A recent paper published in The Accounting Review caught my attention. The paper is entitled, “The effect of annual report readability on analyst following and the properties of their earnings forecasts,” and is written by University of Michigan researchers Reuven Lehavy, Feng Li, and Kenneth Merkley. Readability is measured using the Fog index, which is a function of the average number of words in a sentence and the percent of complex words (defined as words with three or more syllables). So, the authors are talking literally about how easy the 10-K is to read, after controlling for business complexity and a host of other variables.

My first thought when I saw this title was that the more readable the financial reports and disclosures, the more analysts would want to follow the firm. But on second thought (and as the paper’s results bear out), I wondered whether analysts choose to follow firms whose financial reports are less readable because that is where they can add value. It turns out that, even though analysts take a longer time to revise their forecasts for firms with poor readability (suggesting that low readability is tough on analysts too, not just your average investors), there are more analysts following such firms than firms with high readability. Apparently, demand for interpretive services is sufficient to pay for more analysts when financial statement readability is relatively low.

After reading this paper, I wondered what a financial reporting standard setter would conclude. If the readability of financial reports is somehow the result of standard setting, perhaps the FASB, the IASB, and/or the SEC should focus more on making disclosures more readable. But then I had a more sinister thought occur to me. When standard setters ask for input from sophisticated users of financial reports (such as analysts), should they take the input with a grain of salt?  If analysts have an incentive to seek out companies or industries where they can add value by interpreting the low-readability reports, perhaps analysts have little incentive to seek for better disclosures (let alone readability). If you made lots of money helping people interpret financial reports because those reports are hard to understand, would you want standard setters and regulators to make financial reports more readable?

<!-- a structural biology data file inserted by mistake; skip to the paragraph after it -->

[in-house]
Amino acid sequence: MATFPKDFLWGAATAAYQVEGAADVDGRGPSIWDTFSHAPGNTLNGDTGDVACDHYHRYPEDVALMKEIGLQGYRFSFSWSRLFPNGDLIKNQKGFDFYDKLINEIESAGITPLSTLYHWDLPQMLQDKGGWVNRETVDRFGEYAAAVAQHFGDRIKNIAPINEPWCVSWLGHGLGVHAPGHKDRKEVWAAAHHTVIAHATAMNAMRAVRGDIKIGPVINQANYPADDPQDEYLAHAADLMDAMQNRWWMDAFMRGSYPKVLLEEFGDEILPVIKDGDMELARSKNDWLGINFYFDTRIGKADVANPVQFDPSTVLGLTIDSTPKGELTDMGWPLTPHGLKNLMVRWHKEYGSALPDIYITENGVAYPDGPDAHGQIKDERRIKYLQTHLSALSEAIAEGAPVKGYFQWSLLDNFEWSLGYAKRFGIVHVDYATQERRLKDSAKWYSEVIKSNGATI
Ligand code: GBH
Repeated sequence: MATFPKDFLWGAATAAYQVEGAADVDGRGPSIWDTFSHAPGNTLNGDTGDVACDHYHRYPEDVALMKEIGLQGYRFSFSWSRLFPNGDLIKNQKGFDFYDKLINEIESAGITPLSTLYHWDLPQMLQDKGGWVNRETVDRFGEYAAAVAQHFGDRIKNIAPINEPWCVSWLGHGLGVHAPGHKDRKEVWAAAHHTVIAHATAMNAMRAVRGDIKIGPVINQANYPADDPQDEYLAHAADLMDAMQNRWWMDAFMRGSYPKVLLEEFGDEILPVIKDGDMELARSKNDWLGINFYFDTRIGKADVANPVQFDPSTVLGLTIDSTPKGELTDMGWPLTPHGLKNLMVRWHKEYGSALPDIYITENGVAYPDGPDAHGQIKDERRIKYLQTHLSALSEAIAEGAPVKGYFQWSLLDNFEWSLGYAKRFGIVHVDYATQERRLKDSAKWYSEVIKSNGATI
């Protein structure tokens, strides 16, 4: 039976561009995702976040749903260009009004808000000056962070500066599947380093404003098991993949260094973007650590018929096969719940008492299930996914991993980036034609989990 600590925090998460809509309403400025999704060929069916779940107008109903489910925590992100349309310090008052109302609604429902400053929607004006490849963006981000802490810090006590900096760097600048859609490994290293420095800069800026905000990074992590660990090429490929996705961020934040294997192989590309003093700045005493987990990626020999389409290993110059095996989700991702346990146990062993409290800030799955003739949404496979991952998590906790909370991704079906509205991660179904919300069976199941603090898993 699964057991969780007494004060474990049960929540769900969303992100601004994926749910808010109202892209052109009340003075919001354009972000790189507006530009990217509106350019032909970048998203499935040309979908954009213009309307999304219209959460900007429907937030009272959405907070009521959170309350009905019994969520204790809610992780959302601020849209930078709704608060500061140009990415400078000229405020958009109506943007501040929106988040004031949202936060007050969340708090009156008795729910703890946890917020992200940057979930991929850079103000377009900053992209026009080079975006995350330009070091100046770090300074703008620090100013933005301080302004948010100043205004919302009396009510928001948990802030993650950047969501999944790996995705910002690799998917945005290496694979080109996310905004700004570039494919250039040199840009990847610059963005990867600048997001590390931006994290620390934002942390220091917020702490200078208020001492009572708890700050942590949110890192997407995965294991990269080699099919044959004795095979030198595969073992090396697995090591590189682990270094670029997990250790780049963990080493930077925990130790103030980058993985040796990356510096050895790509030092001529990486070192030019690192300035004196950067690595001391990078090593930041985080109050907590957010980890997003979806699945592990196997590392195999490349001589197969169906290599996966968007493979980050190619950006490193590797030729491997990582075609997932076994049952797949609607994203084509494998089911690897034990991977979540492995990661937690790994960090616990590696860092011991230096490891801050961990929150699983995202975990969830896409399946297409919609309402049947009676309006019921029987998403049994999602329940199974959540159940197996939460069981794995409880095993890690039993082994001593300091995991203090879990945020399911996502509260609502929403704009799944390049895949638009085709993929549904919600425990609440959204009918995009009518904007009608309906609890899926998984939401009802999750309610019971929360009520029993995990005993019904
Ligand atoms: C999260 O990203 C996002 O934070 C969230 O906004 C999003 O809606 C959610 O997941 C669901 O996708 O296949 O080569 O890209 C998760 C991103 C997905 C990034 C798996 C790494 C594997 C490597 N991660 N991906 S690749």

Of course, this paper is not specifically about standards and regulations that cause low readability, nor is it about standard setters reliance on input from analysts. So you should take my comments here with a grain of salt too. But if readability of disclosures somehow varies across different disclosure topics (for example, if pension disclosures tend to have lower Fog index scores than stock compensation disclosures), and standard setters are wondering what sophisticated investors think about a particular disclosure, they may want to think twice about the input they get from analysts.

By the way, I should add this caveat in defense of analysts—every analyst I ever met with in my work at the FASB seemed earnest in their desire to improve financial reporting. So, I do not mean to call into question the integrity of analysts. I am only drawing attention to the incentives some analysts may face when their bread and butter comes from interpreting hard to read financial reports.

One final thought: I wonder if the readability of my posts is associated with people’s willingness to comment on my posts. Hmmmm…